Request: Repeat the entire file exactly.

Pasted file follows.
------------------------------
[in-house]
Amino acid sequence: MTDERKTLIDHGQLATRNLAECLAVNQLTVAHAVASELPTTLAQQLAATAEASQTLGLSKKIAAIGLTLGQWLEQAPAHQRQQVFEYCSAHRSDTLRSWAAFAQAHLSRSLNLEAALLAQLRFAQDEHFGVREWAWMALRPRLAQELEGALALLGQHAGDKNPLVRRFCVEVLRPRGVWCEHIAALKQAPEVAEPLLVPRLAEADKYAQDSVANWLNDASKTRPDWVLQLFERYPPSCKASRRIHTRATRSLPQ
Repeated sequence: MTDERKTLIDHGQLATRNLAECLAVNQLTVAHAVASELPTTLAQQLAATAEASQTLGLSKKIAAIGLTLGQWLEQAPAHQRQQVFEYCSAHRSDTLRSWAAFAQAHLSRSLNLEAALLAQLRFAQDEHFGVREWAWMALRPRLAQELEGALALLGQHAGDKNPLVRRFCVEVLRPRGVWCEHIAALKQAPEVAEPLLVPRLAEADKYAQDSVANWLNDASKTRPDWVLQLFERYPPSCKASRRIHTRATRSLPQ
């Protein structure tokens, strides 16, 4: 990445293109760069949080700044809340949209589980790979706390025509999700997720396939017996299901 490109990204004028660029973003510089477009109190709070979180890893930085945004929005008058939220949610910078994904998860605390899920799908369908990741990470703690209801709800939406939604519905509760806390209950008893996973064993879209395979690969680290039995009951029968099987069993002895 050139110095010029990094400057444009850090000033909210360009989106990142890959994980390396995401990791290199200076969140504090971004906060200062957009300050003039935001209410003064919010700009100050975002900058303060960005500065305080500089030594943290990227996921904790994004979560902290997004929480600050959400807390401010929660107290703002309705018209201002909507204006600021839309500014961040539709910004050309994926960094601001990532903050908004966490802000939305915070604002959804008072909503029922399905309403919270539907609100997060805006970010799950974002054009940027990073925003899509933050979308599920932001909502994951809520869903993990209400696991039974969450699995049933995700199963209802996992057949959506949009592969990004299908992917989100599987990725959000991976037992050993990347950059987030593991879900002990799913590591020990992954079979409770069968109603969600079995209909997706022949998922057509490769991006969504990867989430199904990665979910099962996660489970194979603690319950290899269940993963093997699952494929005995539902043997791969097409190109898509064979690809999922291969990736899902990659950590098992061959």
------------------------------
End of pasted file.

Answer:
[in-house]
Amino acid sequence: MTDERKTLIDHGQLATRNLAECLAVNQLTVAHAVASELPTTLAQQLAATAEASQTLGLSKKIAAIGLTLGQWLEQAPAHQRQQVFEYCSAHRSDTLRSWAAFAQAHLSRSLNLEAALLAQLRFAQDEHFGVREWAWMALRPRLAQELEGALALLGQHAGDKNPLVRRFCVEVLRPRGVWCEHIAALKQAPEVAEPLLVPRLAEADKYAQDSVANWLNDASKTRPDWVLQLFERYPPSCKASRRIHTRATRSLPQ
Repeated sequence: MTDERKTLIDHGQLATRNLAECLAVNQLTVAHAVASELPTTLAQQLAATAEASQTLGLSKKIAAIGLTLGQWLEQAPAHQRQQVFEYCSAHRSDTLRSWAAFAQAHLSRSLNLEAALLAQLRFAQDEHFGVREWAWMALRPRLAQELEGALALLGQHAGDKNPLVRRFCVEVLRPRGVWCEHIAALKQAPEVAEPLLVPRLAEADKYAQDSVANWLNDASKTRPDWVLQLFERYPPSCKASRRIHTRATRSLPQ
């Protein structure tokens, strides 16, 4: 990445293109760069949080700044809340949209589980790979706390025509999700997720396939017996299901 490109990204004028660029973003510089477009109190709070979180890893930085945004929005008058939220949610910078994904998860605390899920799908369908990741990470703690209801709800939406939604519905509760806390209950008893996973064993879209395979690969680290039995009951029968099987069993002895 050139110095010029990094400057444009850090000033909210360009989106990142890959994980390396995401990791290199200076969140504090971004906060200062957009300050003039935001209410003064919010700009100050975002900058303060960005500065305080500089030594943290990227996921904790994004979560902290997004929480600050959400807390401010929660107290703002309705018209201002909507204006600021839309500014961040539709910004050309994926960094601001990532903050908004966490802000939305915070604002959804008072909503029922399905309403919270539907609100997060805006970010799950974002054009940027990073925003899509933050979308599920932001909502994951809520869903993990209400696991039974969450699995049933995700199963209802996992057949959506949009592969990004299908992917989100599987990725959000991976037992050993990347950059987030593991879900002990799913590591020990992954079979409770069968109603969600079995209909997706022949998922057509490769991006969504990867989430199904990665979910099962996660489970194979603690319950290899269940993963093997699952494929005995539902043997791969097409190109898509064979690809999922291969990736899902990659950590098992061959």